Michigan groups send help ahead of Florence

Detroit News staff and wire reports
Robert Barker moves a gas can to make way for storm supplies and extra groceries in New Bern, N.C., Tuesday.

As Hurricane Florence barrels toward the East Coast and threatens to wreak havoc for millions, some Metro Detroit groups and businesses are prepping to help disaster relief efforts.

DTE Energy has deployed 250 contractors and 150 vehicles to Raleigh, North Carolina, to aid power-restoration after the storm’s expected landfall on Friday, spokeswoman Randi Berris said. The crews left Wednesday.

More: Florence begins lashing Carolinas

“DTE is monitoring the situation in North Carolina and will determine whether it will deploy additional resources if the need arises,” Berris said in a statement.

Meanwhile, the Michigan Humane Society on Tuesday sent a two-person team to Greenville, South Carolina, to help move animals from areas that may be affected, the group said in a Facebook post.

“These animals will be transported to our Westland facility, where they will be evaluated and either put up for adoption through MHS or with our partners throughout the state,” officials wrote.

Meanwhile, a University of Michigan club dedicated to helping people plans to travel to the hurricane zone during fall study break in mid-October. Wolverine Disaster Relief was started in 2017 by business students who wanted to develop leaders and make a difference in the world.

Volunteers have traveled to Texas and Puerto Rico to help people. Tim Carter, co-president of the group, says the club is an opportunity to mix “business expertise with public engagement.” He’s pursuing a master’s degree after working for seven years in humanitarian efforts, most recently in South Sudan.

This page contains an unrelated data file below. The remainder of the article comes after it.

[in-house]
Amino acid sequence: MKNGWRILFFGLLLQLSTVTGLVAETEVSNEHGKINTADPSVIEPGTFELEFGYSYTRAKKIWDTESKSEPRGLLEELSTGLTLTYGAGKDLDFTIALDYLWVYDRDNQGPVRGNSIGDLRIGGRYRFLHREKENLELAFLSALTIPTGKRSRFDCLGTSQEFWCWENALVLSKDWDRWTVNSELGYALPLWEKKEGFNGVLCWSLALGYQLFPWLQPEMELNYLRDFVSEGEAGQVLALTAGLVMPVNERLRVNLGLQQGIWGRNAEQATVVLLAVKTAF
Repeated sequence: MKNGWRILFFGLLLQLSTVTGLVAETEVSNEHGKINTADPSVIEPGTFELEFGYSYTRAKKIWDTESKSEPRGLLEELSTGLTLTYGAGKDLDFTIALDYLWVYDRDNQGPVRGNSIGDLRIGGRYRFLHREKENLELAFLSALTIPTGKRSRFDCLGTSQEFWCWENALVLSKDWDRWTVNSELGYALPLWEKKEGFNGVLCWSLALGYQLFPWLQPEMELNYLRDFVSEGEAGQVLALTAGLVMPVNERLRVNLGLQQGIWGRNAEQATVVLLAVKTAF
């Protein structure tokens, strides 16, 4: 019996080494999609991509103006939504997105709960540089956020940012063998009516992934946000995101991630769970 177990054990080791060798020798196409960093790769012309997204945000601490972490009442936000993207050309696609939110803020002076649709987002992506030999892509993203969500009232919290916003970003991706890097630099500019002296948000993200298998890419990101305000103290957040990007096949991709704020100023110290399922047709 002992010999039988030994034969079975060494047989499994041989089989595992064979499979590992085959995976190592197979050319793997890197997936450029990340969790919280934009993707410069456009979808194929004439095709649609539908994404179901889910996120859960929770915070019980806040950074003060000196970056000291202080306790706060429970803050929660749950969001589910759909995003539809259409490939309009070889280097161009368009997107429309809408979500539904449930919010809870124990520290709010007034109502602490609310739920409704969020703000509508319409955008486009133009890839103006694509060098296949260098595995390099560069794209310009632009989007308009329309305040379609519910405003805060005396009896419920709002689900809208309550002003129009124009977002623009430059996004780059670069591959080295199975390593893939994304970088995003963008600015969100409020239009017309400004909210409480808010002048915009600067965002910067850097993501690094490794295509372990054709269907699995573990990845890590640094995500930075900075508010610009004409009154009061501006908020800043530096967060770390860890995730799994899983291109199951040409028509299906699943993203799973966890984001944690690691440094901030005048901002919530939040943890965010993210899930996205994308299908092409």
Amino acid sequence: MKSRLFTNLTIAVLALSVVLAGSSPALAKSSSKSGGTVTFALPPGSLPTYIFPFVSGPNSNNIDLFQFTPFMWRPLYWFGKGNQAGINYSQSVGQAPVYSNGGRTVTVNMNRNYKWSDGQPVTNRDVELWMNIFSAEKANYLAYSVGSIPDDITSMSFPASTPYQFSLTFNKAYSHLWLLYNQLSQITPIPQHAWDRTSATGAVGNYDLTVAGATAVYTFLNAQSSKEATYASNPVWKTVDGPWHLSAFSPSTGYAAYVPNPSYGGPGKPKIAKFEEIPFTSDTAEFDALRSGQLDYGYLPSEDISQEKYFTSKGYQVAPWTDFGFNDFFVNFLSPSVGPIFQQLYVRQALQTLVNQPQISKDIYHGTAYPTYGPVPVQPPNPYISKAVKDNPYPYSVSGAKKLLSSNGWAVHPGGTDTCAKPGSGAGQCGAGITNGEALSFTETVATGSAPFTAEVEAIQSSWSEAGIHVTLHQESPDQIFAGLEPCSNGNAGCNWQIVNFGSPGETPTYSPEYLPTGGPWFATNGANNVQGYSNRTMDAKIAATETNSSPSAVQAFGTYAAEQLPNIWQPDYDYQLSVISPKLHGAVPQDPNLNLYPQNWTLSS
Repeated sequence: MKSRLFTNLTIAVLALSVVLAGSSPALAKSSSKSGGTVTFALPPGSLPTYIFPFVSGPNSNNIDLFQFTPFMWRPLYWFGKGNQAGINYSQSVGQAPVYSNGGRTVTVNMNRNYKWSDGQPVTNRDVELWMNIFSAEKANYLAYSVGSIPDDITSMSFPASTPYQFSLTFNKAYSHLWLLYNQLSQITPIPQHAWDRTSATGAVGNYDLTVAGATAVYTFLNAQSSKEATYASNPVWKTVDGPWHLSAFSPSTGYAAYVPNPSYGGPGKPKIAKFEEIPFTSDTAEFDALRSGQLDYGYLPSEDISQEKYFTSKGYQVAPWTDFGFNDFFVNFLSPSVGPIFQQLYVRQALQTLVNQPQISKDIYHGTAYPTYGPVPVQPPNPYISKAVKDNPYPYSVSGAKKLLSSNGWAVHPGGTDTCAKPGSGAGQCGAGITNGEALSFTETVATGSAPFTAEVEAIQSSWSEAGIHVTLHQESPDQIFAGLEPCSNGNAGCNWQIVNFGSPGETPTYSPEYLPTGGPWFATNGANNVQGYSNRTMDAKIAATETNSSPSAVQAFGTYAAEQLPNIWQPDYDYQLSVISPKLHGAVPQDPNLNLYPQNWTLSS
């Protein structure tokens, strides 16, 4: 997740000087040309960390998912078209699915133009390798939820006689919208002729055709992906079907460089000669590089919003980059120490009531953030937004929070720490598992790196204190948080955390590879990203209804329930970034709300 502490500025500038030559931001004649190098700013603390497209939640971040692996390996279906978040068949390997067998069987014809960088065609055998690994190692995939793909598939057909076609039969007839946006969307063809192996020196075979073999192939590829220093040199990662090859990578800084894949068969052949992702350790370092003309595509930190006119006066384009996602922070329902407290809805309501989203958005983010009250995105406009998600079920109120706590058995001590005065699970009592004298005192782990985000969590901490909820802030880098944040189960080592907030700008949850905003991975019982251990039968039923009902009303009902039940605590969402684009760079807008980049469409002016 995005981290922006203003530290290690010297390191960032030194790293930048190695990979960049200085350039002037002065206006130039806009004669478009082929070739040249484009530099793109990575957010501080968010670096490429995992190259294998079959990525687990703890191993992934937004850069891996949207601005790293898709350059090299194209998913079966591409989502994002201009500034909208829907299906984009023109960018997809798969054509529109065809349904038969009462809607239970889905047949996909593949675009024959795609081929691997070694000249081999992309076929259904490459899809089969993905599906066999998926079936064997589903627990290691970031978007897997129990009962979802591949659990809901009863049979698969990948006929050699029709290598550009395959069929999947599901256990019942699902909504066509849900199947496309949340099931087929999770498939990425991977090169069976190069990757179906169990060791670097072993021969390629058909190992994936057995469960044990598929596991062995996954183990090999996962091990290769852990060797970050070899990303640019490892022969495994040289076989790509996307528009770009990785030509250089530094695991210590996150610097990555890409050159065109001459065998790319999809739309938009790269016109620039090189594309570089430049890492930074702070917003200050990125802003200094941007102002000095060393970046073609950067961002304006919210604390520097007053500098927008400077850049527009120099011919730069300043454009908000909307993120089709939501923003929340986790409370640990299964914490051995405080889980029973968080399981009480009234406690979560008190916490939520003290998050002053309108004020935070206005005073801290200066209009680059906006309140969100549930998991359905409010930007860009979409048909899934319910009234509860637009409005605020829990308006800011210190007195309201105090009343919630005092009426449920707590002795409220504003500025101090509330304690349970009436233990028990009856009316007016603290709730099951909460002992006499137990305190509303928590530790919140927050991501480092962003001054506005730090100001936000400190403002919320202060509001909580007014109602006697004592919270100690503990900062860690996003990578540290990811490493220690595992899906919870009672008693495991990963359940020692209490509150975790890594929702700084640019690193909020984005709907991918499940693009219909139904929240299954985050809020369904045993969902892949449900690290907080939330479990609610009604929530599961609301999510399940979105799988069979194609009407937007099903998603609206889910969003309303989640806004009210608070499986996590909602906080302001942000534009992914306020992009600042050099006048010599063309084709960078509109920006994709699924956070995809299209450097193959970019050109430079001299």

Carter says he’s studying how business can be used to alleviate poverty.

The reinforcements come as forecasters say Florence has weakened to a Category 1 storm as it lashes the North Carolina coast.

The National Hurricane Center said the storm is expected to bring a life-threatening storm surge and rainfall as it approaches the coast Thursday and Friday.

As of 11 p.m., the storm was centered about 50 miles south of Morehead City, North Carolina. The storm was moving northwest at 6 mph. The core is also about 60 miles east-southeast of Wilmington, North Carolina. Its maximum sustained winds have dropped 90 mph.

More than 10 million people across the region were under hurricane watches or warnings, and hundreds of thousands have been ordered to evacuate.

On Tuesday, more than 1.7 million people in the Carolinas and Virginia were warned to flee. More than 300,000 people had already left the South Carolina coast, South Carolina Gov. Henry McMaster said Wednesday.

Gas shortages and jammed freeways loomed for evacuees seeking safety in far-away shelters, campgrounds and hotels.

President Donald Trump is urging those living in the path of Florence to comply with evacuation orders and emergency instructions. Speaking Wednesday at the White House, Trump said “protection of life is the absolute highest priority.”